|Candlepower||5 040 000 C.D.|
|Character of Light||One flash every 5 seconds|
|Installation Date||01 October 1936|
|Range||32 sea miles|
|Structure||15 metre white square masonry tower with red painted lantern house|
|Type of Light||Revolving electric|
|Other features||Fog signal and radio beacon|
Before the lighthouse was erected in 1936, the coastline between Saldanha Bay and Stompneus Bay was infamous for shipwrecks. The list includes that of The Haddon Hall (1913), the Lisboa (1910), the SS St. Lawrence (1876) and of course the Columbine (1829). The Lighthouse was named after the British wooden ship which was wrecked just 1.5 km north of where it stands today. The Cape Columbine Lighthouse is now usually the first South African lighthouse to be seen by ships travelling from Europe.
The lighthouse stands on a massive granite boulder called Castle Rock and is one of the last manned lighthouses built in the country and the last significant project of the famed Harry Claude Cooper. The Cape Columbine Lighthouse still has a full-time Light-keeper and although it still does its job of lighting up the West Coast, it has also become a favourite attraction to visitors of the Nature Reserve as well as a popular picnic site. It is one of only four lighthouses that offer overnight accommodation, the others being the Cape St Blaize (Mossel Bay), Danger Point (Gansbaai) and Great Fish Point (Port Alfred).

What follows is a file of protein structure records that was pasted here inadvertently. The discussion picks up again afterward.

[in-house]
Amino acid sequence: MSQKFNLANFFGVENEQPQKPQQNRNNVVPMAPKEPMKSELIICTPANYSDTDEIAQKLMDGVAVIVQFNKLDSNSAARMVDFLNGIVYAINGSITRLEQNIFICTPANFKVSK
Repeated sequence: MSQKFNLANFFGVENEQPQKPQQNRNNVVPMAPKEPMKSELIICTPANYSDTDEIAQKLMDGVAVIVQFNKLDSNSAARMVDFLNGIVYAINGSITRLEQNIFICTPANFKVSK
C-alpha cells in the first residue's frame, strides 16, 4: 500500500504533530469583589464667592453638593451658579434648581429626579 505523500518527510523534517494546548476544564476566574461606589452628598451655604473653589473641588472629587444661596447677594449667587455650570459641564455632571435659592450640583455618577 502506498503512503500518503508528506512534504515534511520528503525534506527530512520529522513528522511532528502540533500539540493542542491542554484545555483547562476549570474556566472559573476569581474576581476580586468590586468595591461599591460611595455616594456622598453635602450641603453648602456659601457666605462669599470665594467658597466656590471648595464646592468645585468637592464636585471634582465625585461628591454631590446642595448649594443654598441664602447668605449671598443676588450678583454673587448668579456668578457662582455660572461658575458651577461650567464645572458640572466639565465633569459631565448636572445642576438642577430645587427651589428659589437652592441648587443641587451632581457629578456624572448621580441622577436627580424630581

For an authentic lighthouse overnight experience visitors can try one of the few self-catering cottages on site at the Cape Columbine Lighthouse. The cottages sleep between 2 and 6 people and costing ranges between R600 and R900 per unit per night. The nature reserve also offers a few campsites where visitors can stay over if the camping experience is what you looking for.
Entrance fees are approximately, Adult R19 and children R13. Prices are subject to change, please contact the tourism office directly to confirm all prices.
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